INITIATIVE NO. 276 ‑- LEGISLATURE ‑- BUDGET ‑- SUBMISSION OF BUDGET REQUEST TO LEGISLATURE
(1) When requested by a committee or member of the legislature, a state agency may disclose to that committee or member information relating to programming, revenue, spending or other fiscal matters involving that agency.
(2) The authorized means for state agencies to communicate their budget requests to the legislature in the absence of such a request by a committee or member of the legislature is through certain procedures set forth in the state budget and accounting act.
- - - - - - - - - - - - -
March 1, 1974
Honorable A. N. "Bud" Shinpoch
361 Maple Avenue N.W.
Renton, Washington 98055 Cite as: AGLO 1974 No. 25
By letter previously acknowledged you have requested the opinion of this office on certain questions which we paraphrase as follows:
(1) When requested by a committee or member of the legislature, may a state agency through its officers or employees disclose to that committee or member information relating to programming, revenue, spending or other fiscal matters involving that agency?
(2) Assuming that question (1) is answerable in the affirmative, by what means may state agencies communicate their budget requests to the legislature in the absence of such a request by a committee or member of the legislature as is therein described?
We answer question (1) in the affirmative and question (2) in the manner set forth in our analysis.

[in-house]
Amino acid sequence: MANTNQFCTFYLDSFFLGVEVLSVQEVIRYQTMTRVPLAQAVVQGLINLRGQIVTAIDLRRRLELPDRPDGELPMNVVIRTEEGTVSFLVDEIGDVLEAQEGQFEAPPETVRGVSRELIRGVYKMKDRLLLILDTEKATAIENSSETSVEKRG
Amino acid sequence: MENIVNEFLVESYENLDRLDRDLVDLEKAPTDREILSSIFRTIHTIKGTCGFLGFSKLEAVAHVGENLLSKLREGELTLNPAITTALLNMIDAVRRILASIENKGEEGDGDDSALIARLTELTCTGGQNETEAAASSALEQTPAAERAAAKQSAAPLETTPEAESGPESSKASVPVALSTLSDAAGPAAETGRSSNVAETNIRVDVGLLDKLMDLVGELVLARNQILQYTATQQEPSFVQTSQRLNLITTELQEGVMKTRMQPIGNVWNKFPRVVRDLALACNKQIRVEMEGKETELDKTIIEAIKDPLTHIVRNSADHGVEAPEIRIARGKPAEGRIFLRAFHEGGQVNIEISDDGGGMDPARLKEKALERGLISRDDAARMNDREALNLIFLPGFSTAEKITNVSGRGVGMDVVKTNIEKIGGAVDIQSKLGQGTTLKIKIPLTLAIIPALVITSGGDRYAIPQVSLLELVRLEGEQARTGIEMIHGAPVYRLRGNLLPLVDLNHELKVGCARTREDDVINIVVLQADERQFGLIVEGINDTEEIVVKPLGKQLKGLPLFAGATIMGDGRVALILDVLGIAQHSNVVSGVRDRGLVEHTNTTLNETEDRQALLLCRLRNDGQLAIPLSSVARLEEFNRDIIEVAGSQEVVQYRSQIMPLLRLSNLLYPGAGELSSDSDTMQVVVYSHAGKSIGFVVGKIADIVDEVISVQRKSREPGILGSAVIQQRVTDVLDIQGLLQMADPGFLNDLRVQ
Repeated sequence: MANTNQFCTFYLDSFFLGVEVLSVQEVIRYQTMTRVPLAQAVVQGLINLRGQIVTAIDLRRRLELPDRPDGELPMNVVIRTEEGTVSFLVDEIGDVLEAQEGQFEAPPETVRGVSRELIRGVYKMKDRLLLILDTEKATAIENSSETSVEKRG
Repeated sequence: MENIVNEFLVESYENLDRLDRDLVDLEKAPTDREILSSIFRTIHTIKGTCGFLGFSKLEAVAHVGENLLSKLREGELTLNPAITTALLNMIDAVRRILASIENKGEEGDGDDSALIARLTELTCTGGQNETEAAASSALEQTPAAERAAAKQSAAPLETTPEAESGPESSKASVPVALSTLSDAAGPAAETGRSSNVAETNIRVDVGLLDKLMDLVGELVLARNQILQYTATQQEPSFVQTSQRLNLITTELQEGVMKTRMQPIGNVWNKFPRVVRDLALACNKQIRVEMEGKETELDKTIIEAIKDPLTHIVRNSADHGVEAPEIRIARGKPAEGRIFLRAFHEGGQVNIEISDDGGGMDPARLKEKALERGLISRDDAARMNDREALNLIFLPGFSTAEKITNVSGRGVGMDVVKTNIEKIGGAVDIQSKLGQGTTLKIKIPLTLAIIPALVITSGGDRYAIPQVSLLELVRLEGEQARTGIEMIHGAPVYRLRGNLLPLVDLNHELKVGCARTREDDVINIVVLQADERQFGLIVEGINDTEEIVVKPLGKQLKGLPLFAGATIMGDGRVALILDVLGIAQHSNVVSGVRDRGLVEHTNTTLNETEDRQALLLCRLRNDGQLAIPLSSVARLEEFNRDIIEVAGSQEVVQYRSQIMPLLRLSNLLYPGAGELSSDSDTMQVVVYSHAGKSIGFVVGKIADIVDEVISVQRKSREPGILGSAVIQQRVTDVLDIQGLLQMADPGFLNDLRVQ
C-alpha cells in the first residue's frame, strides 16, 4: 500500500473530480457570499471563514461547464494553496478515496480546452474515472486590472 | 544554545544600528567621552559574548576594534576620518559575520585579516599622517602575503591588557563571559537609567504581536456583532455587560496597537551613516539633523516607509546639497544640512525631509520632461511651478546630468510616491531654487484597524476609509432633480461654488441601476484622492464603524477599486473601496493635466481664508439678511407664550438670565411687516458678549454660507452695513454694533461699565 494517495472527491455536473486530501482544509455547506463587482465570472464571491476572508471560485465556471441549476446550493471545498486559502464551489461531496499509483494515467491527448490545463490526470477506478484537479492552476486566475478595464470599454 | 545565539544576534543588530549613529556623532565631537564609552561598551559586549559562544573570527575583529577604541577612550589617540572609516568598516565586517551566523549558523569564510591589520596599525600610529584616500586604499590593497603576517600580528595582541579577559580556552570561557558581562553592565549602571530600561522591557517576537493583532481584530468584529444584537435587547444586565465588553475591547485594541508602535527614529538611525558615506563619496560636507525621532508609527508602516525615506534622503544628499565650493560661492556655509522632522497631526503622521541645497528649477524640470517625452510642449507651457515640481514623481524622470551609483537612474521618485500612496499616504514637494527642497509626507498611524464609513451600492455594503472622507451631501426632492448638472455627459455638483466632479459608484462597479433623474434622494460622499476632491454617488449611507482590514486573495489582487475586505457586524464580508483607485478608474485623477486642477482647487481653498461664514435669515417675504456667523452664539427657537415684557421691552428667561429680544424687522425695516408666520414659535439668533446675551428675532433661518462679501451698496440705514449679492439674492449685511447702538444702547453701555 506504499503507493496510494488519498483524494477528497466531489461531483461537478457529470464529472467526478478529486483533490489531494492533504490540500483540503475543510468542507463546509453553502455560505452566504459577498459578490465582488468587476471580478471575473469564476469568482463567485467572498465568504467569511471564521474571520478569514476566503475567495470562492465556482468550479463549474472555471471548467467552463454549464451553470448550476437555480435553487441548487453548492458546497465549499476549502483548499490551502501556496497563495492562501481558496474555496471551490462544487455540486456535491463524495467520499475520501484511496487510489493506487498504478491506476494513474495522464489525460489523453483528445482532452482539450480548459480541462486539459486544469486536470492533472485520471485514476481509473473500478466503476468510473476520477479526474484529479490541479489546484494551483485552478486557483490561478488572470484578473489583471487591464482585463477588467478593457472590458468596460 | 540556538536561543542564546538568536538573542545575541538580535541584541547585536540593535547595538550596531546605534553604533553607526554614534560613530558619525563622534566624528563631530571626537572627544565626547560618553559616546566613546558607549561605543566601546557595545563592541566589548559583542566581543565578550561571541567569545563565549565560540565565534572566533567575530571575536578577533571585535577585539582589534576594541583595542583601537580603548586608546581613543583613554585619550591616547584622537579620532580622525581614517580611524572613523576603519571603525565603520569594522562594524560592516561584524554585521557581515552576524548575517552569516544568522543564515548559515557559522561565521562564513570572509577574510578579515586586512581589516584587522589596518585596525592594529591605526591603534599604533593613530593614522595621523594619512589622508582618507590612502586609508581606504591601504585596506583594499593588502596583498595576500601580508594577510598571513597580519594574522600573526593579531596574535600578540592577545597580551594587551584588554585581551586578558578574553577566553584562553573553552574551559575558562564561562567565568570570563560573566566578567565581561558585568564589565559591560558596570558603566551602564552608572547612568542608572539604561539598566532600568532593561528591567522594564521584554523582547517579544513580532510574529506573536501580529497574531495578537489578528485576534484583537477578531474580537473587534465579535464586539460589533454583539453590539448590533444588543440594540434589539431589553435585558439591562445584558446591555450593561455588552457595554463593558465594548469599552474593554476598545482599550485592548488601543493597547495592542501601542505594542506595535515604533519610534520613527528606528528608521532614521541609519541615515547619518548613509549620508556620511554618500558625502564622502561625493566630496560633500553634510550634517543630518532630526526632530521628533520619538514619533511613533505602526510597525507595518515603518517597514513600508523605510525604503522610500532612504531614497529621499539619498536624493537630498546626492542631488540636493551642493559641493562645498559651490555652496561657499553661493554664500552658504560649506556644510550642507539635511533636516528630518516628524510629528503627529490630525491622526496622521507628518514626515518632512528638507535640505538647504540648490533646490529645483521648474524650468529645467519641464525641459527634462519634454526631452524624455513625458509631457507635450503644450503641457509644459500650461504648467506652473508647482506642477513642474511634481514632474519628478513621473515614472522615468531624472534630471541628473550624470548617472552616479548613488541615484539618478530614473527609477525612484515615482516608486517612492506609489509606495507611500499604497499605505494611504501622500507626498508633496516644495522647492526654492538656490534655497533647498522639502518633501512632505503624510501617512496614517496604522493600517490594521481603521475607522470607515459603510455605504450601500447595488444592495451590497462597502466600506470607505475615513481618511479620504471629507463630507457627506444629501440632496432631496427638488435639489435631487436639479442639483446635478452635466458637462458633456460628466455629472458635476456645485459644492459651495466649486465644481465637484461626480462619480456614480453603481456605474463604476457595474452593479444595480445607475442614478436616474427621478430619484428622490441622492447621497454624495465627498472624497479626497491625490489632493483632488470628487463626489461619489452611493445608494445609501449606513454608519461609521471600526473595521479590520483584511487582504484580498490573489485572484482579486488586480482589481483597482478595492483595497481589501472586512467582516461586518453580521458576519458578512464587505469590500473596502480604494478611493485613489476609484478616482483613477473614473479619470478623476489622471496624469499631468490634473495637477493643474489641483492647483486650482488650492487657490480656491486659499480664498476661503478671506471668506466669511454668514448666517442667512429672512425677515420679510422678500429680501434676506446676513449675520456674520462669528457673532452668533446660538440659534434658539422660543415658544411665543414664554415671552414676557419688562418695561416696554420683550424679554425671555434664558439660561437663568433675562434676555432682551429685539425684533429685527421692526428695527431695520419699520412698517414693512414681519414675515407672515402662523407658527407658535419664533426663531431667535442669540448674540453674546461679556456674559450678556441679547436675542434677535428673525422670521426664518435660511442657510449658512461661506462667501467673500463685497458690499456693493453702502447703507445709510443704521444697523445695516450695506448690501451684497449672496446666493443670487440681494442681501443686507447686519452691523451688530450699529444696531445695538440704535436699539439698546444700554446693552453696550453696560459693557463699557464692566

RCW 42.17.020(16), codifying a portion of § 2 of Initiative No. 276, defines the term "lobbying" to mean
". . . attempting to influence the passage or defeat of any legislation by the legislature of the state of Washington, or the adoption or rejection of any rule, standard, rate or other legislative enactment of any state agency under the state Administrative Procedure Acts, chapter 34.04 RCW and chapter 28B.19 RCW."
[[Orig. Op. Page 2]]
RCW 42.17.190(2) then states that:
"Unless expressly authorized by law, no state funds shall be used directly or indirectly for lobbying: Provided, This shall not prevent state officers or employees from communicating with a member of the legislature on the request of that member; or communicating to the legislature, through the proper official channels, requests for legislative action or appropriations which are deemed necessary for the efficient conduct of the public business or actually made in the proper performance of their official duties.Provided further, That this subsection shall not apply to the legislative branch."
Under this subsection it will be seen that while state agencies continue to be prohibited from expending their funds for lobbying, unless expressly authorized by law to do so,1/ as exceptions to this prohibition they may communicate their views on pending or proposed legislation to the legislature under the following two distinct circumstances:
(1) When providing information to a member of the legislature in response to the request of that member; and
(2) When communicating to the legislature, through proper official channels, requests for legislative action or appropriations that are deemed necessary for the efficient conduct of the public business or actually made in performance of their official duties.